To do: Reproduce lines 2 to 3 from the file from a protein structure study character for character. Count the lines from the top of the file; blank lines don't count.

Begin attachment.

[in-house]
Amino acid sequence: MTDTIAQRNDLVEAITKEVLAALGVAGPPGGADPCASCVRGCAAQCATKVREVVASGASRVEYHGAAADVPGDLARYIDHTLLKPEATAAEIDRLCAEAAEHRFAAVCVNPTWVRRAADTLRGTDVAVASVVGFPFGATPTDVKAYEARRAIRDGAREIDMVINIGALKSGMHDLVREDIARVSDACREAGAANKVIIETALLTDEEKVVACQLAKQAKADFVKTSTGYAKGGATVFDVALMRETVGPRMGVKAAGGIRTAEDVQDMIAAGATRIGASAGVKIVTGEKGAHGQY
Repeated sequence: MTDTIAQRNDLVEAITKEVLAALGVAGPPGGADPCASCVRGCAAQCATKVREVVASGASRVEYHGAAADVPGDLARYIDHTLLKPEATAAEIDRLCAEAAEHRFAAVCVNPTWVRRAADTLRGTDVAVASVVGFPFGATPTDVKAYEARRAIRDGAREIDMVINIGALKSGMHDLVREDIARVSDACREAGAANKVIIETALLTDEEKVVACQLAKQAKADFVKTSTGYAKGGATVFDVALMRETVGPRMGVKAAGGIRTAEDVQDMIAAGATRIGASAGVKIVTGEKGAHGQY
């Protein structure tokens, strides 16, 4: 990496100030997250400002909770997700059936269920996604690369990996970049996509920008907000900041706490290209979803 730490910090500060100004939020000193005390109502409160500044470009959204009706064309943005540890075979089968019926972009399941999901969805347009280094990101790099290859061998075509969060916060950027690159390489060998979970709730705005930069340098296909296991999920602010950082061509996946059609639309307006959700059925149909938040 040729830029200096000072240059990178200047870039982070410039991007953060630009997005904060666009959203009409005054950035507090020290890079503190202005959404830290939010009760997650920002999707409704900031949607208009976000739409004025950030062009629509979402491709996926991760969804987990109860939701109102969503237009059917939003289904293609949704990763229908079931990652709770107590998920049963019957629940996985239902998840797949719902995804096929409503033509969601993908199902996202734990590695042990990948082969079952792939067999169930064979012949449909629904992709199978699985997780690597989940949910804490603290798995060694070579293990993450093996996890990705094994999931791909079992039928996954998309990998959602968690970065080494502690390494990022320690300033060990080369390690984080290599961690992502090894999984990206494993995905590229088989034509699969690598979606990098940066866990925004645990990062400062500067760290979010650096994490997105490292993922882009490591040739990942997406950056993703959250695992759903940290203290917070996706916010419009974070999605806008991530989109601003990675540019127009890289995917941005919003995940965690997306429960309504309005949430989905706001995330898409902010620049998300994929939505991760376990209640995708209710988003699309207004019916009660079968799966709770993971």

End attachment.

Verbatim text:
Amino acid sequence: MTDTIAQRNDLVEAITKEVLAALGVAGPPGGADPCASCVRGCAAQCATKVREVVASGASRVEYHGAAADVPGDLARYIDHTLLKPEATAAEIDRLCAEAAEHRFAAVCVNPTWVRRAADTLRGTDVAVASVVGFPFGATPTDVKAYEARRAIRDGAREIDMVINIGALKSGMHDLVREDIARVSDACREAGAANKVIIETALLTDEEKVVACQLAKQAKADFVKTSTGYAKGGATVFDVALMRETVGPRMGVKAAGGIRTAEDVQDMIAAGATRIGASAGVKIVTGEKGAHGQY
Repeated sequence: MTDTIAQRNDLVEAITKEVLAALGVAGPPGGADPCASCVRGCAAQCATKVREVVASGASRVEYHGAAADVPGDLARYIDHTLLKPEATAAEIDRLCAEAAEHRFAAVCVNPTWVRRAADTLRGTDVAVASVVGFPFGATPTDVKAYEARRAIRDGAREIDMVINIGALKSGMHDLVREDIARVSDACREAGAANKVIIETALLTDEEKVVACQLAKQAKADFVKTSTGYAKGGATVFDVALMRETVGPRMGVKAAGGIRTAEDVQDMIAAGATRIGASAGVKIVTGEKGAHGQY